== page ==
The widely held belief that parents invariably try to send their children to either the most academic or effective schools has been challenged by researchers at the University of Chicago.
Their study of parental choice in Minnesota suggests that the racial composition of a school is of more importance.
Steven Glazerman and Robert Meyer analysed the selections made by the families of 881 children in Minneapolis, which has had a district-wide system of state school choice since 1989.
They found that only 26 per cent of parents selected the elementary school nearest their home. More than a quarter chose schools more than two miles away, some opting for schools as far as six miles away.
An African-American family given the choice of two schools that were identical except that black students made up 25 per cent of one roll and 45 per cent of another were 1.5 times more likely to choose the school that had more black students.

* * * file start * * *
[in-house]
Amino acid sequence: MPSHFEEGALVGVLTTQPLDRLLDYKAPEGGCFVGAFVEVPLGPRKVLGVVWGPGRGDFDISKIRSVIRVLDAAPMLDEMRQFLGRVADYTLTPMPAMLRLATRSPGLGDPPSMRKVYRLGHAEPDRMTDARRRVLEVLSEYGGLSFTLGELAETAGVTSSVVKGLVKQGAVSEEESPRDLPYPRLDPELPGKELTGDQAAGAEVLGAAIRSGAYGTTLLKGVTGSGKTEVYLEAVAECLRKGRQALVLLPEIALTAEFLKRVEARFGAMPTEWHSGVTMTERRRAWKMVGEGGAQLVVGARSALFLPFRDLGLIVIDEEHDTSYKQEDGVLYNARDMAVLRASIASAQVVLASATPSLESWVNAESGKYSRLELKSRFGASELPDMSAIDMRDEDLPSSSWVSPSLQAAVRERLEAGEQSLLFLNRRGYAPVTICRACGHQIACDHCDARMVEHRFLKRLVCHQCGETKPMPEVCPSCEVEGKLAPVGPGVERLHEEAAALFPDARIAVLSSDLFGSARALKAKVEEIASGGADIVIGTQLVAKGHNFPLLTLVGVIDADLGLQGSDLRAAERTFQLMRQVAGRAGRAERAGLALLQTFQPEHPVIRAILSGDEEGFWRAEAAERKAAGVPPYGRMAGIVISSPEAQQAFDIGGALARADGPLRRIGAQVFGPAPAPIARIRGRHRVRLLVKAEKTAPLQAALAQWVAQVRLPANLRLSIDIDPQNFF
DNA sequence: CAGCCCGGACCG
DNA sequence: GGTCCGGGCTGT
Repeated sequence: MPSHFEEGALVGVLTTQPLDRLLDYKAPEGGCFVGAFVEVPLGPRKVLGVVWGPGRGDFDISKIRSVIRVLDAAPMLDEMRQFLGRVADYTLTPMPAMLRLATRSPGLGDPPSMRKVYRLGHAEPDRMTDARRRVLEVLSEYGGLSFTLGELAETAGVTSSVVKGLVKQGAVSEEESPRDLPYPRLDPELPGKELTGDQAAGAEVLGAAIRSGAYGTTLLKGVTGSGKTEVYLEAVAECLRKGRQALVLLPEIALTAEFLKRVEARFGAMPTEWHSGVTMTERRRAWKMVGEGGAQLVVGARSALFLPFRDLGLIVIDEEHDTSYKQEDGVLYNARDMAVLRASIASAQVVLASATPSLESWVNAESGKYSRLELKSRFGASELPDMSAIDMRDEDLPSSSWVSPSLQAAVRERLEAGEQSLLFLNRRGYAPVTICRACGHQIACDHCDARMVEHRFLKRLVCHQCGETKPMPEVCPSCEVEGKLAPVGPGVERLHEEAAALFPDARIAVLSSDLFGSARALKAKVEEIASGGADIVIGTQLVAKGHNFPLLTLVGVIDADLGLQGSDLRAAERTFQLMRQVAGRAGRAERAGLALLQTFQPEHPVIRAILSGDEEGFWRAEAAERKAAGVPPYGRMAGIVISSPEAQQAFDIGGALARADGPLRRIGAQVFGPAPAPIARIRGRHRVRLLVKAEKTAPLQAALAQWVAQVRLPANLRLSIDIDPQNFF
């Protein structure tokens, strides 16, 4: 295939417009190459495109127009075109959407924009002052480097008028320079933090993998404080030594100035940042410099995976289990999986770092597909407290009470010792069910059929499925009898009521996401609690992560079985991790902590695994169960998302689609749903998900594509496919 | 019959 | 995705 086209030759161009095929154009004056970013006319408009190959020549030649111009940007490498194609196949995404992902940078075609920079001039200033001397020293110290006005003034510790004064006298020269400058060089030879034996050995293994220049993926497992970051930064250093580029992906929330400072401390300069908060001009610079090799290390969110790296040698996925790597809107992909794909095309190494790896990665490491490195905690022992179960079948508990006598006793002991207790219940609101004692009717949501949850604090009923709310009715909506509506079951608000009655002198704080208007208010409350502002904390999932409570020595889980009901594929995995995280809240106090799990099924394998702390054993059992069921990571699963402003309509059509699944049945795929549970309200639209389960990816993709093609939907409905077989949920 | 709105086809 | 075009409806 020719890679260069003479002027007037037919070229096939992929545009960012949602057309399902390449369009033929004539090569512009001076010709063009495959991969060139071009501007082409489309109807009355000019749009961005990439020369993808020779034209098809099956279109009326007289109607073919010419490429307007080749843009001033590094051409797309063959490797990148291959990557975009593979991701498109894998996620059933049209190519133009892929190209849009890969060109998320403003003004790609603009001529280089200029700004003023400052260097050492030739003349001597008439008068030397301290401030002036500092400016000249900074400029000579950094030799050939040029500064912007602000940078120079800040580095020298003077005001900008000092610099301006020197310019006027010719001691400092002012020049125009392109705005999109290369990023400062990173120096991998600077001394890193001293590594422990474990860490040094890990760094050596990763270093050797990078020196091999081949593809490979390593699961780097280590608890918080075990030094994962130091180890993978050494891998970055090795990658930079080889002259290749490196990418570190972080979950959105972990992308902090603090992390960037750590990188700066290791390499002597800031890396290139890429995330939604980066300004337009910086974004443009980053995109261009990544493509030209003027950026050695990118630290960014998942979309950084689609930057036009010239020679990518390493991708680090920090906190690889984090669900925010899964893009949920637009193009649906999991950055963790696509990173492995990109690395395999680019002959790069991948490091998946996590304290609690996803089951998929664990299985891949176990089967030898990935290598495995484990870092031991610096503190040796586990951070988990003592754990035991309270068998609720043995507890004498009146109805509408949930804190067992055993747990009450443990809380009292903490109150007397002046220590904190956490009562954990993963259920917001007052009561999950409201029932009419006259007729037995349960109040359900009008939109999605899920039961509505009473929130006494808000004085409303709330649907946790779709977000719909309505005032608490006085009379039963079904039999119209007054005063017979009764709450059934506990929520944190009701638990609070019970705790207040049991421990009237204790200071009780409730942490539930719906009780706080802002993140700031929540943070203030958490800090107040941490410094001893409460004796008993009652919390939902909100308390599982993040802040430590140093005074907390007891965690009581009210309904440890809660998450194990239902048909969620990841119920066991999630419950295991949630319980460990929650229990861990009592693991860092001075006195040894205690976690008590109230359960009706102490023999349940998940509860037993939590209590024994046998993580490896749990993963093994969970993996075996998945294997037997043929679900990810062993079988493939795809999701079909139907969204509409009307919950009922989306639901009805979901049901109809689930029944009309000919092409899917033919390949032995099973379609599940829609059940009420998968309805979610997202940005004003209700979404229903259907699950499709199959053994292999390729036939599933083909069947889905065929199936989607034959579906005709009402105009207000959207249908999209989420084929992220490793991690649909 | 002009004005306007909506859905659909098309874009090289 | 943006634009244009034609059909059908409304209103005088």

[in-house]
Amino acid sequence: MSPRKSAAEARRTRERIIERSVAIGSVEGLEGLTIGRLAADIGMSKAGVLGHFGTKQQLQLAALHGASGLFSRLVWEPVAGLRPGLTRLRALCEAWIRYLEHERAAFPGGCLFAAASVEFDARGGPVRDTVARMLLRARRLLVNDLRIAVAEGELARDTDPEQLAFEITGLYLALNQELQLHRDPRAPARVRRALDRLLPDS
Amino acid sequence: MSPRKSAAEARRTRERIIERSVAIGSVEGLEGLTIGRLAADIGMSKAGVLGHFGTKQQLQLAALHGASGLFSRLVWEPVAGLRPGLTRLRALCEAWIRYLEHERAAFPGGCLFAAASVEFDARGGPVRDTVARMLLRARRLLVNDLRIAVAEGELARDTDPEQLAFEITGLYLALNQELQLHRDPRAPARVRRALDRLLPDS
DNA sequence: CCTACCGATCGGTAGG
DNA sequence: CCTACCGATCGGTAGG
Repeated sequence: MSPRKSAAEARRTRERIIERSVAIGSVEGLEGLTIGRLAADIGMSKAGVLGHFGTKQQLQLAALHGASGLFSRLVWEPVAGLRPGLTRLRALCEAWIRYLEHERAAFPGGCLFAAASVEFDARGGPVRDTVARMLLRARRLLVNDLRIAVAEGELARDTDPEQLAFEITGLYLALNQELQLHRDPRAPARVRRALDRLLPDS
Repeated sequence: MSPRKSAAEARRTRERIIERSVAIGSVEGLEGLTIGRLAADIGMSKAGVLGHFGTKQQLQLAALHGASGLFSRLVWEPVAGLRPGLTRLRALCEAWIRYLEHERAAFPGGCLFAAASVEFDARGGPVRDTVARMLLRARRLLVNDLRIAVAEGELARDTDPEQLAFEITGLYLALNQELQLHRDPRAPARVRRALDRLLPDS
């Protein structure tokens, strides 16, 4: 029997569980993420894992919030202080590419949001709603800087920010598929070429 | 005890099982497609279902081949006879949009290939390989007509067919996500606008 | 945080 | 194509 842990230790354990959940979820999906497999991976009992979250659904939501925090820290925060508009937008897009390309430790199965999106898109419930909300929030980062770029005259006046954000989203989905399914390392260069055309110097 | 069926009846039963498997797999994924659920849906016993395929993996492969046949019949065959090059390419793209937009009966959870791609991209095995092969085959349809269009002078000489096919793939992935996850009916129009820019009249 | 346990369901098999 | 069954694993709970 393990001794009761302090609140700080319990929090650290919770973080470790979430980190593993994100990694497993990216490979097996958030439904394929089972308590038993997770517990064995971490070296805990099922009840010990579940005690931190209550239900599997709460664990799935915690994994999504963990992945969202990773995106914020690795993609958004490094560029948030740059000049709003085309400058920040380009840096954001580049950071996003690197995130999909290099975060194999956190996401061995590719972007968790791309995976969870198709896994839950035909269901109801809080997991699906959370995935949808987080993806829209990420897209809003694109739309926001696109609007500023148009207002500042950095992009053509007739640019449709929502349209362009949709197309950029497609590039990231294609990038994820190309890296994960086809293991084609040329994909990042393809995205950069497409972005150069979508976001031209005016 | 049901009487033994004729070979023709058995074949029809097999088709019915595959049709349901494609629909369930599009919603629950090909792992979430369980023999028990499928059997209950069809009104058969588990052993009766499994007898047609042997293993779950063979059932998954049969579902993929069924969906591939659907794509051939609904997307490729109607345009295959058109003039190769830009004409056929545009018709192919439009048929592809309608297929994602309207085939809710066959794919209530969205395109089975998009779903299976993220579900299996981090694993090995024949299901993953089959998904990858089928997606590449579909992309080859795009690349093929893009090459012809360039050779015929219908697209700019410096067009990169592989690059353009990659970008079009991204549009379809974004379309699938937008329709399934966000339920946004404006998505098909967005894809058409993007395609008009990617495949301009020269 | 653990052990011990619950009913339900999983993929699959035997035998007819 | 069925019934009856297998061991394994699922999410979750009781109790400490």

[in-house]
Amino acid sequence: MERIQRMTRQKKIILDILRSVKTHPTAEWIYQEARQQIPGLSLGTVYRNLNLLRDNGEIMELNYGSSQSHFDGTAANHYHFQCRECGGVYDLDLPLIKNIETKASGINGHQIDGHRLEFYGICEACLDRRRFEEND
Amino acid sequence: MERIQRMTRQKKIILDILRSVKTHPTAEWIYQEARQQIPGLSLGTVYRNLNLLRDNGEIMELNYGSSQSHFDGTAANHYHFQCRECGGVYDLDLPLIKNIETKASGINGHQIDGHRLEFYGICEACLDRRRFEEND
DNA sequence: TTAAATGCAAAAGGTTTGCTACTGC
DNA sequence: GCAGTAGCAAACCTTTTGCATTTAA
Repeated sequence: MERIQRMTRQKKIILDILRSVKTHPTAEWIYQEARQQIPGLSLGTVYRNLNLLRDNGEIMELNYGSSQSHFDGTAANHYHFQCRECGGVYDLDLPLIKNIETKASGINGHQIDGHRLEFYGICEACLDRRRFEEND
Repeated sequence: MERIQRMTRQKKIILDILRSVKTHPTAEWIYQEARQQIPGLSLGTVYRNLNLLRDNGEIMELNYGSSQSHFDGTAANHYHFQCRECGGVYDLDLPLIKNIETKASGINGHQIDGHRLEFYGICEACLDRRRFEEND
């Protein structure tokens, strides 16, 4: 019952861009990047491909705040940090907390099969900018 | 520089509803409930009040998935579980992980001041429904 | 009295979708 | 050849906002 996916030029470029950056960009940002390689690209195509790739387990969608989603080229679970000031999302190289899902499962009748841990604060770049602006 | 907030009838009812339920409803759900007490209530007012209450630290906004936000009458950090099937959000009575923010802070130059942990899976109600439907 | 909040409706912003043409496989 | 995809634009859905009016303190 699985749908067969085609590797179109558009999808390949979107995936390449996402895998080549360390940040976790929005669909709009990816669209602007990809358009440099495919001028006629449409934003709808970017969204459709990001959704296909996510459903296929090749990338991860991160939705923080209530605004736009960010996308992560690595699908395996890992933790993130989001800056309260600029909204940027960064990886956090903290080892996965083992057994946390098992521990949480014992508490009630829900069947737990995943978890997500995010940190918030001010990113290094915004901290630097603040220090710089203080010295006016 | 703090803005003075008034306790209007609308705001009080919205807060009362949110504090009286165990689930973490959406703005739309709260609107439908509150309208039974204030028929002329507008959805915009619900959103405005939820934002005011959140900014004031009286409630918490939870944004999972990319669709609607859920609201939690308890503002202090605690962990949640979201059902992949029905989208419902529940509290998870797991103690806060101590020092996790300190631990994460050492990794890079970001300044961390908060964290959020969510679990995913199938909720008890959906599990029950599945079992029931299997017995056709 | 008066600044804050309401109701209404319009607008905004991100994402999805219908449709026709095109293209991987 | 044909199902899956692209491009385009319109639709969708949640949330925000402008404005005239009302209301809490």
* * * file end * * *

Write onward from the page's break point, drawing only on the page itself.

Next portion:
The own-group preference of Hispanics was even stronger, particularly if schools offered Spanish-language programmes.
And although the figures suggested that white families were less race-conscious, Glazerman said that this may simply be because many whites had already opted for private schools or moved to the suburbs.
Glazerman believes that the research could help policy-makers predict the effects that a range of educational policies would have on migration and enrolment patterns.